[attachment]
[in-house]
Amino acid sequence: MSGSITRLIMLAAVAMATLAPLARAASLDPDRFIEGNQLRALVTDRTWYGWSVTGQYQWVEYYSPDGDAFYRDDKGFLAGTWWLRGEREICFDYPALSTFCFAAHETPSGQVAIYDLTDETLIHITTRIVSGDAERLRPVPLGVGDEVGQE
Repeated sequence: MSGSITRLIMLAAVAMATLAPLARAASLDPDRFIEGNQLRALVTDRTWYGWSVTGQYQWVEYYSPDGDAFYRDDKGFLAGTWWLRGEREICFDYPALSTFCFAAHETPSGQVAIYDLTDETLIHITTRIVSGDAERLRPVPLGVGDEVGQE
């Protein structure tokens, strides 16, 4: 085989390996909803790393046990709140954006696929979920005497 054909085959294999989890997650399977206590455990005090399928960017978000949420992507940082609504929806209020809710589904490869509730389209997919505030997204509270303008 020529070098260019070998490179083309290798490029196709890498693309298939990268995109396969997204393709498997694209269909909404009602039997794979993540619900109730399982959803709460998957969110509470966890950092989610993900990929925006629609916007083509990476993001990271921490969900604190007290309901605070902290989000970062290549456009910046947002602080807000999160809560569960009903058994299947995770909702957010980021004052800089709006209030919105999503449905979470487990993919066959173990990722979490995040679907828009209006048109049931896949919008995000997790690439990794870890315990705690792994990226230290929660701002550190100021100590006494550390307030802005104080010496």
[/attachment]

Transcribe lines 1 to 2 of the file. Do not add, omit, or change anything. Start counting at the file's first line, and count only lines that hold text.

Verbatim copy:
[in-house]
Amino acid sequence: MSGSITRLIMLAAVAMATLAPLARAASLDPDRFIEGNQLRALVTDRTWYGWSVTGQYQWVEYYSPDGDAFYRDDKGFLAGTWWLRGEREICFDYPALSTFCFAAHETPSGQVAIYDLTDETLIHITTRIVSGDAERLRPVPLGVGDEVGQE